Next up in our alphabetical look at the history of chair design – the lightweight Handkerchief office chair designed by husband and wife team Massimo and Lella Vignelli in 1983.
The Vignellis designed the Handkerchief chair for American furniture label Knoll, which they had been collaborating with since being approached to oversee a redesign of the firm's corporate identity in 1968.
The chair is the result of a five-year development process, during which the Vignellis experimented with compression-moulded plastic to find the optimum way to achieve a visually light yet robust shell.
Its gently rippling form is intended to follow the contours of the body and, according to Knoll, manages to capture "the lightness and organic ease of a handkerchief drifting in the wind".
A slender metal frame supports the fibreglass-reinforced polyester seat and backrest, which is available in a range of five colours.
The chair is designed primarily for use in offices and can be stacked when not in use to save space.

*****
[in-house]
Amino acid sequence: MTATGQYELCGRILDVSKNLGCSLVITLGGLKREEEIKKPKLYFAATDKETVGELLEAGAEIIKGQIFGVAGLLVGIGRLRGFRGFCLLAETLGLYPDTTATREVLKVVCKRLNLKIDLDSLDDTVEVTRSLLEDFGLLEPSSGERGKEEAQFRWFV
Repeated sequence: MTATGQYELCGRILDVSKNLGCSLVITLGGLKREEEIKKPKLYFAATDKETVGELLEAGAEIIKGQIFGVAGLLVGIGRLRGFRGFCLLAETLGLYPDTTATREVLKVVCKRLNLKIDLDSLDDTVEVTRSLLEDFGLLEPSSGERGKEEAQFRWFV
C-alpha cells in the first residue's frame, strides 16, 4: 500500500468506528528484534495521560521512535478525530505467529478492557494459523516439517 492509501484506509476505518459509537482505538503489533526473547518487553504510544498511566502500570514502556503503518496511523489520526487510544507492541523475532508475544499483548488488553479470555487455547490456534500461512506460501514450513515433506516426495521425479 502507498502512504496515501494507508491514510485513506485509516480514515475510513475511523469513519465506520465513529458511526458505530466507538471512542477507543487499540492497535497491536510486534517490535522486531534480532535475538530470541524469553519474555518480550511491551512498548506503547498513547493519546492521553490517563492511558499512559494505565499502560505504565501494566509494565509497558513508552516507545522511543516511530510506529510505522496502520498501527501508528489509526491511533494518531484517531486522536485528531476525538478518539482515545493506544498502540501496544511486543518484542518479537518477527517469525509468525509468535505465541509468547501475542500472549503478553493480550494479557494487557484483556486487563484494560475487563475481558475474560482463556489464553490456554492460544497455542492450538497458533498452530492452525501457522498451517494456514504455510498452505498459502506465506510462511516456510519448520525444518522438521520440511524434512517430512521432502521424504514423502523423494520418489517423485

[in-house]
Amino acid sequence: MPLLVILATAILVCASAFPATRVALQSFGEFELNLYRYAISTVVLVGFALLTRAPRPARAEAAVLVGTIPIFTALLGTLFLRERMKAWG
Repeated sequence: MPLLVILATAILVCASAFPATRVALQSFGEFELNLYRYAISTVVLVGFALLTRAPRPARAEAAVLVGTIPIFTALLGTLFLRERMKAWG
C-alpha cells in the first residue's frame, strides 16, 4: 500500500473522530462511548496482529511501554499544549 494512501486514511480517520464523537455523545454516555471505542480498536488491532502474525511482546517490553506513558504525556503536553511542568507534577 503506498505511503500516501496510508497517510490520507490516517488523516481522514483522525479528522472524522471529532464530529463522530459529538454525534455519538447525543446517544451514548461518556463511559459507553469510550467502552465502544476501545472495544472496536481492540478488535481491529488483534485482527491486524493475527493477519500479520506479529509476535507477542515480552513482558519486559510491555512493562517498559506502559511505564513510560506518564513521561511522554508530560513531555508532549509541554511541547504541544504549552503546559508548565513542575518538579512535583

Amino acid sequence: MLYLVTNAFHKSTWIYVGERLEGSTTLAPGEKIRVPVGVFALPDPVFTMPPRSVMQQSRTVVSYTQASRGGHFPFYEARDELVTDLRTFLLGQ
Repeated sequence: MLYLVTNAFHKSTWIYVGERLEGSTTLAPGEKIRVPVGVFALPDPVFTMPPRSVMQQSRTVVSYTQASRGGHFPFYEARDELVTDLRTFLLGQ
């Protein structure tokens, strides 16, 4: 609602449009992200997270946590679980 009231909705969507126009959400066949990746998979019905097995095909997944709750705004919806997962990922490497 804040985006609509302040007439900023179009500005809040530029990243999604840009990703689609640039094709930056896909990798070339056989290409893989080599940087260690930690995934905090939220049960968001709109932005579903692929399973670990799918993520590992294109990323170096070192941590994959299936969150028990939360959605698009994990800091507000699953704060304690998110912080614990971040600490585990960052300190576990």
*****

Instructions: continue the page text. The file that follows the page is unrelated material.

Massimo and Lella Vignelli were both born in Italy and married in 1957 before setting up their first studio in Milan. In 1965 they moved to Chicago and founded a company called Unimark International that specialised in corporate graphics and branding.
The duo gradually diversified into three-dimensional design, claiming that designers should be capable of creating anything "from a spoon to a city" and became known for their aesthetically refined and function-led products.
The Handkerchief is one of the Vignellis' most enduring product designs and was recently included in the exhibition Designing Modern Women 1890–1990 at New York's Museum of Modern Art.
Dezeen is publishing an A to Z of iconic chairs to count down the days until Christmas. Catch up with the list so far »